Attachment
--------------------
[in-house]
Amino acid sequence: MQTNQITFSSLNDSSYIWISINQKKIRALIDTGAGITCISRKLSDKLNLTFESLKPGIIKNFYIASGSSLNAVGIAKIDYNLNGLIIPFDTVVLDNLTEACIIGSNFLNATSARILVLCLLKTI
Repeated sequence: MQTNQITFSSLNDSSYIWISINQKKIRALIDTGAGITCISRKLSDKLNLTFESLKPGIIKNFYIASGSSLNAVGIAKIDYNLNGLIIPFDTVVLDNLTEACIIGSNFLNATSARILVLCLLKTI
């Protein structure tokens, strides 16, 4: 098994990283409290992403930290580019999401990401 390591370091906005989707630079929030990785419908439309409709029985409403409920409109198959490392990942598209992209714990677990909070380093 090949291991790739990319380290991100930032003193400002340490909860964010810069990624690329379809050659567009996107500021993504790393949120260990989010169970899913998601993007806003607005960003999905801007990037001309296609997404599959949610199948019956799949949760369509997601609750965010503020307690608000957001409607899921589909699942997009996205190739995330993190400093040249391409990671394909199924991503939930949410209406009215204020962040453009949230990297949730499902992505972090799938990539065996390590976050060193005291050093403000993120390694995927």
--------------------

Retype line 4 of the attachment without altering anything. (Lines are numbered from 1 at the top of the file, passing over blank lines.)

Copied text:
């Protein structure tokens, strides 16, 4: 098994990283409290992403930290580019999401990401 390591370091906005989707630079929030990785419908439309409709029985409403409920409109198959490392990942598209992209714990677990909070380093 090949291991790739990319380290991100930032003193400002340490909860964010810069990624690329379809050659567009996107500021993504790393949120260990989010169970899913998601993007806003607005960003999905801007990037001309296609997404599959949610199948019956799949949760369509997601609750965010503020307690608000957001409607899921589909699942997009996205190739995330993190400093040249391409990671394909199924991503939930949410209406009215204020962040453009949230990297949730499902992505972090799938990539065996390590976050060193005291050093403000993120390694995927």